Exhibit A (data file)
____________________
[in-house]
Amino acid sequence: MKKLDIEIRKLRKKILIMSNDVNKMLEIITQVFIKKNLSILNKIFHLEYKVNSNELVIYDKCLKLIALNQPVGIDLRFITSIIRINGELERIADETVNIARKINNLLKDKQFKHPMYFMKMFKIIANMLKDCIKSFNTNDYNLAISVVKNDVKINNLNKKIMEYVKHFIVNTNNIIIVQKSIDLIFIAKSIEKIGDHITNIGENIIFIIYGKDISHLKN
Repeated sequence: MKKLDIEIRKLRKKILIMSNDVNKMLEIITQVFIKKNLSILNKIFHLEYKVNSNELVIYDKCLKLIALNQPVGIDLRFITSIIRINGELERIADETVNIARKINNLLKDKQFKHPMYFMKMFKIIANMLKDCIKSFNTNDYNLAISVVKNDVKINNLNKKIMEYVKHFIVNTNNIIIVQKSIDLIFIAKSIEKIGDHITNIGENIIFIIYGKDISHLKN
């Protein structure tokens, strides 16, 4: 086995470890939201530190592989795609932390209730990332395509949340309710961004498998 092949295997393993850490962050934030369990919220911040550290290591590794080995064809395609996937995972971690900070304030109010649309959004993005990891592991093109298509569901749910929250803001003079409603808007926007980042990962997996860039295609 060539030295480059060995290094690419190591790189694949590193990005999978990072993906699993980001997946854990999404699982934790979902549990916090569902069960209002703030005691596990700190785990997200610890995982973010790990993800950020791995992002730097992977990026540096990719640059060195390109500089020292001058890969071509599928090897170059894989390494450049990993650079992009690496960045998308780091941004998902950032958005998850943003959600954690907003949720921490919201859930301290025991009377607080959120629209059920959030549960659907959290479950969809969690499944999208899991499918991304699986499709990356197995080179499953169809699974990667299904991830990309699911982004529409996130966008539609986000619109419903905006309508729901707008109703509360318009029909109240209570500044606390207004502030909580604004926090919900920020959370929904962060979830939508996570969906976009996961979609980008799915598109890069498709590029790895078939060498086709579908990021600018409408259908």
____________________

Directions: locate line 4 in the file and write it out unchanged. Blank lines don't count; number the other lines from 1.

């Protein structure tokens, strides 16, 4: 086995470890939201530190592989795609932390209730990332395509949340309710961004498998 092949295997393993850490962050934030369990919220911040550290290591590794080995064809395609996937995972971690900070304030109010649309959004993005990891592991093109298509569901749910929250803001003079409603808007926007980042990962997996860039295609 060539030295480059060995290094690419190591790189694949590193990005999978990072993906699993980001997946854990999404699982934790979902549990916090569902069960209002703030005691596990700190785990997200610890995982973010790990993800950020791995992002730097992977990026540096990719640059060195390109500089020292001058890969071509599928090897170059894989390494450049990993650079992009690496960045998308780091941004998902950032958005998850943003959600954690907003949720921490919201859930301290025991009377607080959120629209059920959030549960659907959290479950969809969690499944999208899991499918991304699986499709990356197995080179499953169809699974990667299904991830990309699911982004529409996130966008539609986000619109419903905006309508729901707008109703509360318009029909109240209570500044606390207004502030909580604004926090919900920020959370929904962060979830939508996570969906976009996961979609980008799915598109890069498709590029790895078939060498086709579908990021600018409408259908």